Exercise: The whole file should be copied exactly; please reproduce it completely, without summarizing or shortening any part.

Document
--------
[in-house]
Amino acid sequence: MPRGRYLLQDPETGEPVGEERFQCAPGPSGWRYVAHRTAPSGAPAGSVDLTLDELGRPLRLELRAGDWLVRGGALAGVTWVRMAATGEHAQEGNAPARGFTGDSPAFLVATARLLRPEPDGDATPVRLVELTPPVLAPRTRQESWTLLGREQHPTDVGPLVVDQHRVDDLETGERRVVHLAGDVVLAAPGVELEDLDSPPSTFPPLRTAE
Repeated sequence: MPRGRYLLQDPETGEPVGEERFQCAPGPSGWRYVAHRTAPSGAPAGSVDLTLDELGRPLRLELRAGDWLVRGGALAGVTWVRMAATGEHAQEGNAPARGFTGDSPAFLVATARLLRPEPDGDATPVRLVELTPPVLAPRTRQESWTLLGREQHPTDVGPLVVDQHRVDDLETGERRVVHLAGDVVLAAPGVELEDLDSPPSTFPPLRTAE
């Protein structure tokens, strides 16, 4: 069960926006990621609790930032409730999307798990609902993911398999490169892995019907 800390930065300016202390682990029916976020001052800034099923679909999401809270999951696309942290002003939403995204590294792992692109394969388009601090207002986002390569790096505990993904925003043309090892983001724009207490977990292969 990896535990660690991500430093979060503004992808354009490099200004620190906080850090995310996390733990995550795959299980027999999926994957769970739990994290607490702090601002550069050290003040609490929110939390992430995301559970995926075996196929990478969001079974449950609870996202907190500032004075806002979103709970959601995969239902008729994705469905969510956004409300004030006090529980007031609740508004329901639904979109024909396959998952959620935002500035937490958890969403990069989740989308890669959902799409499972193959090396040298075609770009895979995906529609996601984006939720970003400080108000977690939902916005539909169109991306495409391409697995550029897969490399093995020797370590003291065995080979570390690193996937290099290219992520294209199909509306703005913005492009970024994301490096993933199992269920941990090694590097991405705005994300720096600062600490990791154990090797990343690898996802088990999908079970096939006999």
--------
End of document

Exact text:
[in-house]
Amino acid sequence: MPRGRYLLQDPETGEPVGEERFQCAPGPSGWRYVAHRTAPSGAPAGSVDLTLDELGRPLRLELRAGDWLVRGGALAGVTWVRMAATGEHAQEGNAPARGFTGDSPAFLVATARLLRPEPDGDATPVRLVELTPPVLAPRTRQESWTLLGREQHPTDVGPLVVDQHRVDDLETGERRVVHLAGDVVLAAPGVELEDLDSPPSTFPPLRTAE
Repeated sequence: MPRGRYLLQDPETGEPVGEERFQCAPGPSGWRYVAHRTAPSGAPAGSVDLTLDELGRPLRLELRAGDWLVRGGALAGVTWVRMAATGEHAQEGNAPARGFTGDSPAFLVATARLLRPEPDGDATPVRLVELTPPVLAPRTRQESWTLLGREQHPTDVGPLVVDQHRVDDLETGERRVVHLAGDVVLAAPGVELEDLDSPPSTFPPLRTAE
């Protein structure tokens, strides 16, 4: 069960926006990621609790930032409730999307798990609902993911398999490169892995019907 800390930065300016202390682990029916976020001052800034099923679909999401809270999951696309942290002003939403995204590294792992692109394969388009601090207002986002390569790096505990993904925003043309090892983001724009207490977990292969 990896535990660690991500430093979060503004992808354009490099200004620190906080850090995310996390733990995550795959299980027999999926994957769970739990994290607490702090601002550069050290003040609490929110939390992430995301559970995926075996196929990478969001079974449950609870996202907190500032004075806002979103709970959601995969239902008729994705469905969510956004409300004030006090529980007031609740508004329901639904979109024909396959998952959620935002500035937490958890969403990069989740989308890669959902799409499972193959090396040298075609770009895979995906529609996601984006939720970003400080108000977690939902916005539909169109991306495409391409697995550029897969490399093995020797370590003291065995080979570390690193996937290099290219992520294209199909509306703005913005492009970024994301490096993933199992269920941990090694590097991405705005994300720096600062600490990791154990090797990343690898996802088990999908079970096939006999």